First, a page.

I confess: I want it all.
I want a vegetable garden overflowing with crunchy cucumbers and sweet cantaloupes, strawberries, dark purple eggplants, and summer squash.
I want so many tomatoes to process, my countertops disappear under speckles of seeds and puddles of juice. I’d like plenty of basil to freeze for pesto, chilies to dry and string, and baskets of tender okra pods to pickle with garlic and sugar, vinegar and dill.
In other words, I want a bountiful harvest from my veggie patch, so I’ll have fresh food for the table now, and plenty to preserve for winter. To get that kind of yield, I’ll have to work harder. Right?
Not if I work smarter and invite some of nature’s tiniest gardeners to help me: bees.
But I’ll grow more food if I lure more bees to my garden. Butterflies, birds, and other insects also help (and animals, but we’ll get to that in a minute).
Landscape designer and gardening author Tara Dillard knows the value of planting to attract pollinators, a subject she often lectures about. You could potentially double your harvest of Lima beans, apples, and other crops, she says, if you’ve got enough buzz and flutter. Eggplants, okras and peppers also produce better when bees visit.
(While bees also collect pollen and nectar from tomatoes, sweet corn, snap beans, and peas, researchers at Purdue University say they don’t pollinate them. Some plants are self-pollinated, and others are pollinated by the wind. Still, bees get the credit for every third bite of food we eat.)
Growing a productive garden was once a matter of life and death, says Dillard, who studied landscape design in Europe for 15 years. “Subsistence workers were not uncommon across Europe for centuries. What does that mean? The workers were paid with food. Nothing else.”
Wealthy landowners knew their servants could perish, she says, if their crops and fruit trees failed, so landowners added flowers and other pollinator-pleasing plants to their orchards and fields.
“The Italian gardens of today, that we’ve fallen in love with, originated centuries ago during poverty cycles. More flowers meant more pollination, which meant more food production.”
Early cottage gardens packed with foxgloves, hollyhocks, fragrant roses, pansies, and daisies were carefully planned. “The charming cottage gardens common across England a centuries ago were not about the pretty flowers,” Dillard says. They were practical designs that attracted pollinators to medicinal herbs and edible flowers, as well as fruits and vegetables.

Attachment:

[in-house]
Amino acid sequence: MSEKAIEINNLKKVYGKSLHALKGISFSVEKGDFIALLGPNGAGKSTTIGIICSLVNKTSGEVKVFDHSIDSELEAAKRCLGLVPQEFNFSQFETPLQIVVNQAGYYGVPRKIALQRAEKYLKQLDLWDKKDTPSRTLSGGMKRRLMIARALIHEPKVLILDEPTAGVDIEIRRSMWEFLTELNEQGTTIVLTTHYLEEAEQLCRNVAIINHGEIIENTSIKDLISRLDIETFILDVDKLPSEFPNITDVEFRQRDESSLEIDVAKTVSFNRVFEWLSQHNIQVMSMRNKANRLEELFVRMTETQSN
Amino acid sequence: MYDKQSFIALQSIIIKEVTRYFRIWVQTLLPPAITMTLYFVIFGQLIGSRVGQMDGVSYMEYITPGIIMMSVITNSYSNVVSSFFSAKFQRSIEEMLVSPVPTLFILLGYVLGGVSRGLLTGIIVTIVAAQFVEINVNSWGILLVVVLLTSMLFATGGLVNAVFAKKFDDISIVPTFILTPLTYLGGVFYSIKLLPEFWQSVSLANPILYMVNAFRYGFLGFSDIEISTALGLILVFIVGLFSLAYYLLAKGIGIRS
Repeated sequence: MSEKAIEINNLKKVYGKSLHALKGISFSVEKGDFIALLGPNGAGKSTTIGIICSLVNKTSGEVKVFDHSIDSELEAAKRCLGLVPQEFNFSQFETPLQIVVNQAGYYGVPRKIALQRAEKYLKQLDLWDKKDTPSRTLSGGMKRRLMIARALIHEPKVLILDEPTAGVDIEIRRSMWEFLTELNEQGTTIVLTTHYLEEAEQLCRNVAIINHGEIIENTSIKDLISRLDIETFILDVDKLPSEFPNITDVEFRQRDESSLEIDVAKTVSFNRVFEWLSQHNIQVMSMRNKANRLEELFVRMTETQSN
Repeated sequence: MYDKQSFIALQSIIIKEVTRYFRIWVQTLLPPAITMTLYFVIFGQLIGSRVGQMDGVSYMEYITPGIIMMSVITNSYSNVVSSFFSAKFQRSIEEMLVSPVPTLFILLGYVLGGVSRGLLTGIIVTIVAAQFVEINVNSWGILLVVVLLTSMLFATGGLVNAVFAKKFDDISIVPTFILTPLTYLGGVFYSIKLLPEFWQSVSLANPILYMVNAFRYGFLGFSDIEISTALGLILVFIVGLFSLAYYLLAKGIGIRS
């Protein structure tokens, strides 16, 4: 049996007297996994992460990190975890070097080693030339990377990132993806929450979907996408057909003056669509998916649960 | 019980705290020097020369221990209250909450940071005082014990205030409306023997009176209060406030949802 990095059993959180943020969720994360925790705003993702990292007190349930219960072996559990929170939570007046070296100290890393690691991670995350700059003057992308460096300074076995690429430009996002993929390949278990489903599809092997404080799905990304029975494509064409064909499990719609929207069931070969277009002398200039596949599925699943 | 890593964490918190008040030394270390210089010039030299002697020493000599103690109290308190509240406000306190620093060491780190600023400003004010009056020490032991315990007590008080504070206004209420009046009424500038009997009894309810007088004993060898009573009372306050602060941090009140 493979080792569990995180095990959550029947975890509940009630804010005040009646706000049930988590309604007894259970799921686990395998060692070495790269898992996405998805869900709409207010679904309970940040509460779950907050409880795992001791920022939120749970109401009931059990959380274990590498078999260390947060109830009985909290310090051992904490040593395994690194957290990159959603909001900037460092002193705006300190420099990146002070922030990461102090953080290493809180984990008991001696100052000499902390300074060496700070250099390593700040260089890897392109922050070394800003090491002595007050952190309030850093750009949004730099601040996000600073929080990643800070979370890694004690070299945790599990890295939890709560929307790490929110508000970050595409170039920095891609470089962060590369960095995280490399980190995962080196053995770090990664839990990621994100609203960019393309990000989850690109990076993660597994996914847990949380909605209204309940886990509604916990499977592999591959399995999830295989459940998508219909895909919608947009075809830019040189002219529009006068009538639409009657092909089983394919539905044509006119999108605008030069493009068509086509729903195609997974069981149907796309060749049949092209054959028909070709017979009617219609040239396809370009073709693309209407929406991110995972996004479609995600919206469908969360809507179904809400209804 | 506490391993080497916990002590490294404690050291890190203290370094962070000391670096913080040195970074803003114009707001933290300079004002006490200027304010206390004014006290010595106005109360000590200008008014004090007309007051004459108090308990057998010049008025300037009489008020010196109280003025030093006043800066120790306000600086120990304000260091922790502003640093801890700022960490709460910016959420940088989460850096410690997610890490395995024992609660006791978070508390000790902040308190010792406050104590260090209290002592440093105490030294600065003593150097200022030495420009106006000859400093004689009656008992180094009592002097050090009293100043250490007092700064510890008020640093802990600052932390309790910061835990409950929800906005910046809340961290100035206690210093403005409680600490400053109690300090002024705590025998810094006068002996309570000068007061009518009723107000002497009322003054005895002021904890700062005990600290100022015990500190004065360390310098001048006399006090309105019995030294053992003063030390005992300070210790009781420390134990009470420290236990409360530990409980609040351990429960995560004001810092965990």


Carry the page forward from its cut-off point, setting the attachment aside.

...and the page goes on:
Dillard’s own garden surrounds her home, in a quiet neighborhood east of Atlanta, in a kind of leafy, bushy embrace. A Chinese snowball bush, bought from Home Depot many years ago, has been pruned into a small tree with an open canopy. “Butterflies visit when the tree blooms in the spring, and songbirds feel safe in the high branches. They sit and eat insects.” Birds are pollinators, she adds, when they brush against plants with their feet and feathers. “Everything is a pollinator.”
Her list of pollinators includes deer and domesticated house cats; bats, beetles, moths, ants, possums, rats, raccoons, rabbits, chipmunks, squirrels, humans, and, of course, the wind.
To encourage more pollinators to visit your garden, Dillard recommends using “high density” and “low density” plantings, so there’s a contrast between open spaces and lushly planted areas that provide shelter and protection. A wildflower meadow, a walkway under an arbor, a flagstone terrace, or even the street outside your house can be a low density area. So can a neighbor’s lawn.
High density areas should incorporate both deciduous and evergreen plants, Dillard says. She plants in layers, so to speak, starting with tall trees, then understory trees and shrubs, medium level plantings and ground covers.
The goal, Dillard says, is to “create a mosaic of interest for a diversity of pollinators all year.” Her recipe for a “perfect pollinator habitat” includes plants with overlapping bloom times, so there’s an ongoing buffet of flowers, berries, seedpods, and foliage for foragers.
Since insecticides, weed killers, fungicides and even fertilizers can kill pollinators, Dillard gardens organically. Her designs and plants are chosen to provide nectar sources and host plants for larvae, too, like caterpillars that turn into beneficial butterflies.
She’s also a fan of what she calls a “rusticated look,” borrowing English author Jane Austen’s word for a country garden effect that isn’t perfectly pruned and neat. In Dillard’s garden, sweet English daises and blue ageratums edge close to footpaths, while ferns, hydrangeas and hellebores tuck into shady corners. Her pond adds water for visiting creatures. It’s popular with metallic blue dragonflies and white moths that flutter around her abelias.
No space is too small to plant for pollinators, Dillard says, glancing at the clouds drifting over her garden. “The whole sky is mine. Even a little garden can live big.
Plants for bees in southeast gardens:
- Trees and shrubs: red maple, redbud, apple, tupelo, sourwood, crape myrtle, blackberry, butterfly bush, abelia, rhododendron, blueberry
- Flowers, vines, and herbs: honeysuckle, bee balm, purple coneflower, sunflower, pineapple sage, ajuga, Mexican sage
Plants for bees in northeast gardens:
- Trees and shrubs: poplar, black locust, catalpa, and spring flowering fruit trees, witch hazel, sweet pepperbush
- Flowers, vines, and herbs: aster, sedum, heather, borage, salvia, sage, hellebore, crocus, Oriental poppies, Glory of the Snow
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